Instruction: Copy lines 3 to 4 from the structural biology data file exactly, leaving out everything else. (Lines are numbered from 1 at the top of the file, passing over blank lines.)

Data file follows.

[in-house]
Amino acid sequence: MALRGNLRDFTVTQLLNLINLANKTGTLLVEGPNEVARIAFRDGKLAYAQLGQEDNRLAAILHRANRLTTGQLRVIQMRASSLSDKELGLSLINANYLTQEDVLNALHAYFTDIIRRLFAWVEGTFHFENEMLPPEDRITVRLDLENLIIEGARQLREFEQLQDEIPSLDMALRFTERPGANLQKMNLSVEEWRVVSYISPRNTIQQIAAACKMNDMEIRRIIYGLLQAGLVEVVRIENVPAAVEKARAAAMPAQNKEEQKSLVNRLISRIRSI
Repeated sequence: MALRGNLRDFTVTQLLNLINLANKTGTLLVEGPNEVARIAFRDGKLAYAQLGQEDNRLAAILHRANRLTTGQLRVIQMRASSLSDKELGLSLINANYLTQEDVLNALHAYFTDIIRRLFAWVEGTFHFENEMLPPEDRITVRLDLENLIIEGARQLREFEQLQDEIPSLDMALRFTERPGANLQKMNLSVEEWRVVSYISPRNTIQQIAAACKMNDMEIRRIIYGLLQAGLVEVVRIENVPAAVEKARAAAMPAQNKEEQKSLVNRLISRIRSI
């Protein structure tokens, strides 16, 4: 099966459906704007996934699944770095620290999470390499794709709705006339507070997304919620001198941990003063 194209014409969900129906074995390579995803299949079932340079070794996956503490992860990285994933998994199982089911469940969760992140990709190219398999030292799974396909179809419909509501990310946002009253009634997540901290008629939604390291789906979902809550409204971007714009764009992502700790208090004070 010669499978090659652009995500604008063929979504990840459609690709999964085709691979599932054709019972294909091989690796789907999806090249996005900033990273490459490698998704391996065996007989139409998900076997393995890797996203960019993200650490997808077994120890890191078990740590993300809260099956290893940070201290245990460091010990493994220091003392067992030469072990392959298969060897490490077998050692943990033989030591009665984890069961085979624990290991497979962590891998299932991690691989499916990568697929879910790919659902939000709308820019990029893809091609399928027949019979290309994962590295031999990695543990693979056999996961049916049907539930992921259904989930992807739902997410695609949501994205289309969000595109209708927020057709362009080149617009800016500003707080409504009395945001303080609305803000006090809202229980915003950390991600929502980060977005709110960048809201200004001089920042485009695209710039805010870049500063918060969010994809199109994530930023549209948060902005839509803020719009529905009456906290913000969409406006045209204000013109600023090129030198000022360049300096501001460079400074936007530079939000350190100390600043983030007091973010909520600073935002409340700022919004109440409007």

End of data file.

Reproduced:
Repeated sequence: MALRGNLRDFTVTQLLNLINLANKTGTLLVEGPNEVARIAFRDGKLAYAQLGQEDNRLAAILHRANRLTTGQLRVIQMRASSLSDKELGLSLINANYLTQEDVLNALHAYFTDIIRRLFAWVEGTFHFENEMLPPEDRITVRLDLENLIIEGARQLREFEQLQDEIPSLDMALRFTERPGANLQKMNLSVEEWRVVSYISPRNTIQQIAAACKMNDMEIRRIIYGLLQAGLVEVVRIENVPAAVEKARAAAMPAQNKEEQKSLVNRLISRIRSI
């Protein structure tokens, strides 16, 4: 099966459906704007996934699944770095620290999470390499794709709705006339507070997304919620001198941990003063 194209014409969900129906074995390579995803299949079932340079070794996956503490992860990285994933998994199982089911469940969760992140990709190219398999030292799974396909179809419909509501990310946002009253009634997540901290008629939604390291789906979902809550409204971007714009764009992502700790208090004070 010669499978090659652009995500604008063929979504990840459609690709999964085709691979599932054709019972294909091989690796789907999806090249996005900033990273490459490698998704391996065996007989139409998900076997393995890797996203960019993200650490997808077994120890890191078990740590993300809260099956290893940070201290245990460091010990493994220091003392067992030469072990392959298969060897490490077998050692943990033989030591009665984890069961085979624990290991497979962590891998299932991690691989499916990568697929879910790919659902939000709308820019990029893809091609399928027949019979290309994962590295031999990695543990693979056999996961049916049907539930992921259904989930992807739902997410695609949501994205289309969000595109209708927020057709362009080149617009800016500003707080409504009395945001303080609305803000006090809202229980915003950390991600929502980060977005709110960048809201200004001089920042485009695209710039805010870049500063918060969010994809199109994530930023549209948060902005839509803020719009529905009456906290913000969409406006045209204000013109600023090129030198000022360049300096501001460079400074936007530079939000350190100390600043983030007091973010909520600073935002409340700022919004109440409007």